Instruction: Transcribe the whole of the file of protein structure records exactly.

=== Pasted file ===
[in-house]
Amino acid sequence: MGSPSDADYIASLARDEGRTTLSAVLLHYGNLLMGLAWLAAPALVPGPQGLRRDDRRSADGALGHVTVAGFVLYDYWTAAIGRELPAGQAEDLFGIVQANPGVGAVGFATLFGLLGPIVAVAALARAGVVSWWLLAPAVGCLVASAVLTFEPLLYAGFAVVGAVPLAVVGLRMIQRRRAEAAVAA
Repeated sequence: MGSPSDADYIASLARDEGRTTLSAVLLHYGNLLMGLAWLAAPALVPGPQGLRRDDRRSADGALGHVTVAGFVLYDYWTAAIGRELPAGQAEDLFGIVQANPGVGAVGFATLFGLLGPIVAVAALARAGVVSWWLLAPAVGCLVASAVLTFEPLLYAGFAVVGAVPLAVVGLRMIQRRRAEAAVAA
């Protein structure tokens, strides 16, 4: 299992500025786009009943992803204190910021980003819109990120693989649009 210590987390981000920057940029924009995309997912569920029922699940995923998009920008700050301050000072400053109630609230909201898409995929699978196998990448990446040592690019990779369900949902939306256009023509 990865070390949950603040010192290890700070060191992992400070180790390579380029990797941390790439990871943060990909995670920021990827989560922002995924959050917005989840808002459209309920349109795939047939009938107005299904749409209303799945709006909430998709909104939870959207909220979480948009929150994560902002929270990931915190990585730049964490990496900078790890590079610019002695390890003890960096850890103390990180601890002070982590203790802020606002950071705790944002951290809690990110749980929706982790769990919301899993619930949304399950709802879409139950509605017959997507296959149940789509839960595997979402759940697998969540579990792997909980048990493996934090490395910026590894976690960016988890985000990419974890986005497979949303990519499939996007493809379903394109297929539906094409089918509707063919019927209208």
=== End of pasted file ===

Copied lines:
[in-house]
Amino acid sequence: MGSPSDADYIASLARDEGRTTLSAVLLHYGNLLMGLAWLAAPALVPGPQGLRRDDRRSADGALGHVTVAGFVLYDYWTAAIGRELPAGQAEDLFGIVQANPGVGAVGFATLFGLLGPIVAVAALARAGVVSWWLLAPAVGCLVASAVLTFEPLLYAGFAVVGAVPLAVVGLRMIQRRRAEAAVAA
Repeated sequence: MGSPSDADYIASLARDEGRTTLSAVLLHYGNLLMGLAWLAAPALVPGPQGLRRDDRRSADGALGHVTVAGFVLYDYWTAAIGRELPAGQAEDLFGIVQANPGVGAVGFATLFGLLGPIVAVAALARAGVVSWWLLAPAVGCLVASAVLTFEPLLYAGFAVVGAVPLAVVGLRMIQRRRAEAAVAA
């Protein structure tokens, strides 16, 4: 299992500025786009009943992803204190910021980003819109990120693989649009 210590987390981000920057940029924009995309997912569920029922699940995923998009920008700050301050000072400053109630609230909201898409995929699978196998990448990446040592690019990779369900949902939306256009023509 990865070390949950603040010192290890700070060191992992400070180790390579380029990797941390790439990871943060990909995670920021990827989560922002995924959050917005989840808002459209309920349109795939047939009938107005299904749409209303799945709006909430998709909104939870959207909220979480948009929150994560902002929270990931915190990585730049964490990496900078790890590079610019002695390890003890960096850890103390990180601890002070982590203790802020606002950071705790944002951290809690990110749980929706982790769990919301899993619930949304399950709802879409139950509605017959997507296959149940789509839960595997979402759940697998969540579990792997909980048990493996934090490395910026590894976690960016988890985000990419974890986005497979949303990519499939996007493809379903394109297929539906094409089918509707063919019927209208």